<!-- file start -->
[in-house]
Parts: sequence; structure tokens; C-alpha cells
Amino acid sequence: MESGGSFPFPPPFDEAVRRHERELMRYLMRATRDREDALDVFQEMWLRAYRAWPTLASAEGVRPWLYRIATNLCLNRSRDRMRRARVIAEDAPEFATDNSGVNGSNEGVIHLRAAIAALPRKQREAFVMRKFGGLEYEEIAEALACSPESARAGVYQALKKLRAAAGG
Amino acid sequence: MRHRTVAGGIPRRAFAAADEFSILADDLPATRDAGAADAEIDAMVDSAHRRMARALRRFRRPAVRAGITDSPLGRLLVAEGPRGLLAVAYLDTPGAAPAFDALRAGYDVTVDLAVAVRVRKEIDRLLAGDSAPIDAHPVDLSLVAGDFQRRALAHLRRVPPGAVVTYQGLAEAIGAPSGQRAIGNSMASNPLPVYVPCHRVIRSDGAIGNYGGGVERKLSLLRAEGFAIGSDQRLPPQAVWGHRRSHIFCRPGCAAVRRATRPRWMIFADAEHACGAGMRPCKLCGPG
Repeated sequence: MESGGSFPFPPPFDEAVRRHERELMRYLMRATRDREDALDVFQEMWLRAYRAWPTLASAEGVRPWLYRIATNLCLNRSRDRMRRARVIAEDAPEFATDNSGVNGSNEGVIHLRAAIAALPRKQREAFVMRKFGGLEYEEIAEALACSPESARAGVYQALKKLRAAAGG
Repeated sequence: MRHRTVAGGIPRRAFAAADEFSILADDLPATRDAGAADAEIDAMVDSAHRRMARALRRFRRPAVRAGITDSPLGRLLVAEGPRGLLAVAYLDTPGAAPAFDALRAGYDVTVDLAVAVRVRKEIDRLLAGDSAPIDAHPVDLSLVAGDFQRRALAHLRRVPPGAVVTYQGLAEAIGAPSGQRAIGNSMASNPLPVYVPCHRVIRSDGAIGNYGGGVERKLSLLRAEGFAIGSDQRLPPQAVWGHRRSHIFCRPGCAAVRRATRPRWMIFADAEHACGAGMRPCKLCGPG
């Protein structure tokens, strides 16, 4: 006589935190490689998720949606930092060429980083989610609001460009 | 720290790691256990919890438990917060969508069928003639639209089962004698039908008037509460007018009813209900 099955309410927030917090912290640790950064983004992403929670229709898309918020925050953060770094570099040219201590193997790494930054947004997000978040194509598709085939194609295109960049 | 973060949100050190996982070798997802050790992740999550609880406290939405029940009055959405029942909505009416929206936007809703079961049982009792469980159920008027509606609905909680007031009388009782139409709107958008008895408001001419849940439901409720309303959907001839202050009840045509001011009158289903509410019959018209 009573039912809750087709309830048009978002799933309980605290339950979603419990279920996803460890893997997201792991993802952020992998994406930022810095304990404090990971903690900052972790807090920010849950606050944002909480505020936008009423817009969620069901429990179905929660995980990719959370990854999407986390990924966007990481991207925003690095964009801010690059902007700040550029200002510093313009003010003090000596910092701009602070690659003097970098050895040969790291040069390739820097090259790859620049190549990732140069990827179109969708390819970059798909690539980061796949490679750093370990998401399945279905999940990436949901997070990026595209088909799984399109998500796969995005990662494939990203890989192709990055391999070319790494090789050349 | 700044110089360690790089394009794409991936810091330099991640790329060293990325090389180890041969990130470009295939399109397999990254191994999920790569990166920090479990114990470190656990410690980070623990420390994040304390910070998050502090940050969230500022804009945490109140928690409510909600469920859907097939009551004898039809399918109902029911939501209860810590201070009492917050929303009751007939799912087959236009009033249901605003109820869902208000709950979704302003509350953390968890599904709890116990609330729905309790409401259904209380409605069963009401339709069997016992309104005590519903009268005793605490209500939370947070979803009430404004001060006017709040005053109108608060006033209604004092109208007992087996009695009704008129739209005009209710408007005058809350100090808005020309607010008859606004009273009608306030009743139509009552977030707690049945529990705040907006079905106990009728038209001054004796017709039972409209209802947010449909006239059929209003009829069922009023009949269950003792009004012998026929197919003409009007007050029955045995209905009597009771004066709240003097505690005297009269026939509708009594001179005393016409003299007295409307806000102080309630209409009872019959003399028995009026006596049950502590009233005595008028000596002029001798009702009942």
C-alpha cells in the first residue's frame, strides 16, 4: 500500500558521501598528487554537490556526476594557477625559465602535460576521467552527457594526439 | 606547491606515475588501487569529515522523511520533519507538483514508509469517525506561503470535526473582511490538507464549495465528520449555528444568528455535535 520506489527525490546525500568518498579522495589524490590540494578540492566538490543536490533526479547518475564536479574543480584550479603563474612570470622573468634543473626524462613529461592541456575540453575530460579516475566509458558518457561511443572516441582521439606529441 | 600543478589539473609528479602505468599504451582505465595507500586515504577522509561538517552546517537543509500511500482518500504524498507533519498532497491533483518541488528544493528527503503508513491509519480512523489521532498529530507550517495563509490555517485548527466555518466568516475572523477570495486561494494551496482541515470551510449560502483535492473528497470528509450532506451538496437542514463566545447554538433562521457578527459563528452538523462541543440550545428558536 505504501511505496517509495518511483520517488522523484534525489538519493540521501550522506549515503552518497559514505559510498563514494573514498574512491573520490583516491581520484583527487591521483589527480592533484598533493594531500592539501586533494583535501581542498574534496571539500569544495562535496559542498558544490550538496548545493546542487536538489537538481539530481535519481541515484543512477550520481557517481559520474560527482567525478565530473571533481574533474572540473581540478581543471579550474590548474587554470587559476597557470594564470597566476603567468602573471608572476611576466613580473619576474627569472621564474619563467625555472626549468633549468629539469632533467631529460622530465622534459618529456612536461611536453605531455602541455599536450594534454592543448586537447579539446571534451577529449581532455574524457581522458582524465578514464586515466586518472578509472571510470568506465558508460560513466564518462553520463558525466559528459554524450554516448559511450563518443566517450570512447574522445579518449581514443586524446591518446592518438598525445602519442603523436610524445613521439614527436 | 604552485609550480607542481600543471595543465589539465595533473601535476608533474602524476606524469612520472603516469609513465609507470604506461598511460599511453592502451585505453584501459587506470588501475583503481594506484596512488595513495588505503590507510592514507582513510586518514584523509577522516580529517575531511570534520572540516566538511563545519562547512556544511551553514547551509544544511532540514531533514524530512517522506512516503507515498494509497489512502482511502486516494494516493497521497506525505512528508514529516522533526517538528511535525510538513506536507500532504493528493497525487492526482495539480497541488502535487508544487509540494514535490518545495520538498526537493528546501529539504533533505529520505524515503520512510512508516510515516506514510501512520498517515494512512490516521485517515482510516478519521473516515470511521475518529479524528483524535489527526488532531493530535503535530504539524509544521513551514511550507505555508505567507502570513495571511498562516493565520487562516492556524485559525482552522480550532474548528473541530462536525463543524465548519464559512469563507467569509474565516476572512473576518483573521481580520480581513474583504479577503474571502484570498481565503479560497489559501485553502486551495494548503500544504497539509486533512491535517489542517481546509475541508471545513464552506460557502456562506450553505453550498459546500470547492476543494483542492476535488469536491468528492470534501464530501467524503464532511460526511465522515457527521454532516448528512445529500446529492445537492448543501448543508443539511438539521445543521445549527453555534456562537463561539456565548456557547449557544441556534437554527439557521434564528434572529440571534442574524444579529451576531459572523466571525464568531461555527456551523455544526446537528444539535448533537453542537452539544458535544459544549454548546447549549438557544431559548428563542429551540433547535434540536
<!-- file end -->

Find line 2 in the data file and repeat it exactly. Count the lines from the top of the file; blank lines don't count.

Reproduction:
Parts: sequence; structure tokens; C-alpha cells